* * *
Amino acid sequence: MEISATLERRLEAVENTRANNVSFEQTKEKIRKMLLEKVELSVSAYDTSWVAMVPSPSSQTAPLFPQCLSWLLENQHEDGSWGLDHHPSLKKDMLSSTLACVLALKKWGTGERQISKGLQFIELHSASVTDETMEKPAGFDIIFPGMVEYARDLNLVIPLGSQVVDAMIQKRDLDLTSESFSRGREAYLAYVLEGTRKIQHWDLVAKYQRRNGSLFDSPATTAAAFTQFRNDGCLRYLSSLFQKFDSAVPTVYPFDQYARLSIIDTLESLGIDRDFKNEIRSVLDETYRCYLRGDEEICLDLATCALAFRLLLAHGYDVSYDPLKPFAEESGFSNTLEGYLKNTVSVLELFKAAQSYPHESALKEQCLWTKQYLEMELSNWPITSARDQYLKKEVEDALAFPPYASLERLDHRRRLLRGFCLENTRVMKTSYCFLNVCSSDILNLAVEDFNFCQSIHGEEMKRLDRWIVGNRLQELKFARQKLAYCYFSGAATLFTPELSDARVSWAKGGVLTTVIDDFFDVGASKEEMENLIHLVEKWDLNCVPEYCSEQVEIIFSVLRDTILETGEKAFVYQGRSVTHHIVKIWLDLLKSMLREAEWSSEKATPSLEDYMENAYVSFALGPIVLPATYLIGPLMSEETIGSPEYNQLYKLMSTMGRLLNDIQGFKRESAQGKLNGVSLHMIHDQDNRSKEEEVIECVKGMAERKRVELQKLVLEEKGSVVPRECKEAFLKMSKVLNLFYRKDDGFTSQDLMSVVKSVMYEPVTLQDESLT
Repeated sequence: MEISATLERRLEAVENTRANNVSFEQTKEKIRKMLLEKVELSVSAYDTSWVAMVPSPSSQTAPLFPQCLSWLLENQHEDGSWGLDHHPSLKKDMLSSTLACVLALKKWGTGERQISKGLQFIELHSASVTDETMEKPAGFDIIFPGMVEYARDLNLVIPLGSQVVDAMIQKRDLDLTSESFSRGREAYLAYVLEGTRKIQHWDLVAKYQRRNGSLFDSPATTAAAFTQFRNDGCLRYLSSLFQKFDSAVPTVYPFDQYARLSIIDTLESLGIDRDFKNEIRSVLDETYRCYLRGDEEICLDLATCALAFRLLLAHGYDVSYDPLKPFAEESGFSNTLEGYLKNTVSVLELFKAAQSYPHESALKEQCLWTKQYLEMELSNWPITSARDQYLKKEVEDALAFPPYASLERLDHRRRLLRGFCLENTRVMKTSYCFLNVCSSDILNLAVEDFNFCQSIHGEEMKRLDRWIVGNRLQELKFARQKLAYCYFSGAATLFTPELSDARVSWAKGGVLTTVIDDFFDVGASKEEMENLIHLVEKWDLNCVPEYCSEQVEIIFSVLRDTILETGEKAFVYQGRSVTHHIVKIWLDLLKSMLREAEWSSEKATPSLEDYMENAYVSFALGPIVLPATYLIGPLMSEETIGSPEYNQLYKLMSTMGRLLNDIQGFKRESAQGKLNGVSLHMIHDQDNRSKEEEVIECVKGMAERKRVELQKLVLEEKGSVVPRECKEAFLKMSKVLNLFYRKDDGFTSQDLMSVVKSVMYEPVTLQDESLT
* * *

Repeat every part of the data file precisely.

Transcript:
Amino acid sequence: MEISATLERRLEAVENTRANNVSFEQTKEKIRKMLLEKVELSVSAYDTSWVAMVPSPSSQTAPLFPQCLSWLLENQHEDGSWGLDHHPSLKKDMLSSTLACVLALKKWGTGERQISKGLQFIELHSASVTDETMEKPAGFDIIFPGMVEYARDLNLVIPLGSQVVDAMIQKRDLDLTSESFSRGREAYLAYVLEGTRKIQHWDLVAKYQRRNGSLFDSPATTAAAFTQFRNDGCLRYLSSLFQKFDSAVPTVYPFDQYARLSIIDTLESLGIDRDFKNEIRSVLDETYRCYLRGDEEICLDLATCALAFRLLLAHGYDVSYDPLKPFAEESGFSNTLEGYLKNTVSVLELFKAAQSYPHESALKEQCLWTKQYLEMELSNWPITSARDQYLKKEVEDALAFPPYASLERLDHRRRLLRGFCLENTRVMKTSYCFLNVCSSDILNLAVEDFNFCQSIHGEEMKRLDRWIVGNRLQELKFARQKLAYCYFSGAATLFTPELSDARVSWAKGGVLTTVIDDFFDVGASKEEMENLIHLVEKWDLNCVPEYCSEQVEIIFSVLRDTILETGEKAFVYQGRSVTHHIVKIWLDLLKSMLREAEWSSEKATPSLEDYMENAYVSFALGPIVLPATYLIGPLMSEETIGSPEYNQLYKLMSTMGRLLNDIQGFKRESAQGKLNGVSLHMIHDQDNRSKEEEVIECVKGMAERKRVELQKLVLEEKGSVVPRECKEAFLKMSKVLNLFYRKDDGFTSQDLMSVVKSVMYEPVTLQDESLT
Repeated sequence: MEISATLERRLEAVENTRANNVSFEQTKEKIRKMLLEKVELSVSAYDTSWVAMVPSPSSQTAPLFPQCLSWLLENQHEDGSWGLDHHPSLKKDMLSSTLACVLALKKWGTGERQISKGLQFIELHSASVTDETMEKPAGFDIIFPGMVEYARDLNLVIPLGSQVVDAMIQKRDLDLTSESFSRGREAYLAYVLEGTRKIQHWDLVAKYQRRNGSLFDSPATTAAAFTQFRNDGCLRYLSSLFQKFDSAVPTVYPFDQYARLSIIDTLESLGIDRDFKNEIRSVLDETYRCYLRGDEEICLDLATCALAFRLLLAHGYDVSYDPLKPFAEESGFSNTLEGYLKNTVSVLELFKAAQSYPHESALKEQCLWTKQYLEMELSNWPITSARDQYLKKEVEDALAFPPYASLERLDHRRRLLRGFCLENTRVMKTSYCFLNVCSSDILNLAVEDFNFCQSIHGEEMKRLDRWIVGNRLQELKFARQKLAYCYFSGAATLFTPELSDARVSWAKGGVLTTVIDDFFDVGASKEEMENLIHLVEKWDLNCVPEYCSEQVEIIFSVLRDTILETGEKAFVYQGRSVTHHIVKIWLDLLKSMLREAEWSSEKATPSLEDYMENAYVSFALGPIVLPATYLIGPLMSEETIGSPEYNQLYKLMSTMGRLLNDIQGFKRESAQGKLNGVSLHMIHDQDNRSKEEEVIECVKGMAERKRVELQKLVLEEKGSVVPRECKEAFLKMSKVLNLFYRKDDGFTSQDLMSVVKSVMYEPVTLQDESLT